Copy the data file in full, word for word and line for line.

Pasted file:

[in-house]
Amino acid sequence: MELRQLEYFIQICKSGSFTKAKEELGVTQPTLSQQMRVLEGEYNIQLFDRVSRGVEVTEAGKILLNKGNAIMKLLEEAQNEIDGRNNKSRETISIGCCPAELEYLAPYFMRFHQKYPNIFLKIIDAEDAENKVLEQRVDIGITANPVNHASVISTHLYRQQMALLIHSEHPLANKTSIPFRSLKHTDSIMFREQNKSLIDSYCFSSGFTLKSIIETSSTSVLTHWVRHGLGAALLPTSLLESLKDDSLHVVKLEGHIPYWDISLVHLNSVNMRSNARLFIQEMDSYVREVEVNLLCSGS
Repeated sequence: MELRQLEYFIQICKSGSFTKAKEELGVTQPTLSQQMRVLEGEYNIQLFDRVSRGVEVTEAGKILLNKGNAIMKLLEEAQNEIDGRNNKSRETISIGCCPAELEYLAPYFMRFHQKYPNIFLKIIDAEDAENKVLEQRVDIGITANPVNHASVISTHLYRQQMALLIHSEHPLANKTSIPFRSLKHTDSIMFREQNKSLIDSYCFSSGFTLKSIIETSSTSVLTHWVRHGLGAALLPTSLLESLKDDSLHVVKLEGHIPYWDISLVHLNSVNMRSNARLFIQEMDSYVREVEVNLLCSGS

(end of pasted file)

[in-house]
Amino acid sequence: MELRQLEYFIQICKSGSFTKAKEELGVTQPTLSQQMRVLEGEYNIQLFDRVSRGVEVTEAGKILLNKGNAIMKLLEEAQNEIDGRNNKSRETISIGCCPAELEYLAPYFMRFHQKYPNIFLKIIDAEDAENKVLEQRVDIGITANPVNHASVISTHLYRQQMALLIHSEHPLANKTSIPFRSLKHTDSIMFREQNKSLIDSYCFSSGFTLKSIIETSSTSVLTHWVRHGLGAALLPTSLLESLKDDSLHVVKLEGHIPYWDISLVHLNSVNMRSNARLFIQEMDSYVREVEVNLLCSGS
Repeated sequence: MELRQLEYFIQICKSGSFTKAKEELGVTQPTLSQQMRVLEGEYNIQLFDRVSRGVEVTEAGKILLNKGNAIMKLLEEAQNEIDGRNNKSRETISIGCCPAELEYLAPYFMRFHQKYPNIFLKIIDAEDAENKVLEQRVDIGITANPVNHASVISTHLYRQQMALLIHSEHPLANKTSIPFRSLKHTDSIMFREQNKSLIDSYCFSSGFTLKSIIETSSTSVLTHWVRHGLGAALLPTSLLESLKDDSLHVVKLEGHIPYWDISLVHLNSVNMRSNARLFIQEMDSYVREVEVNLLCSGS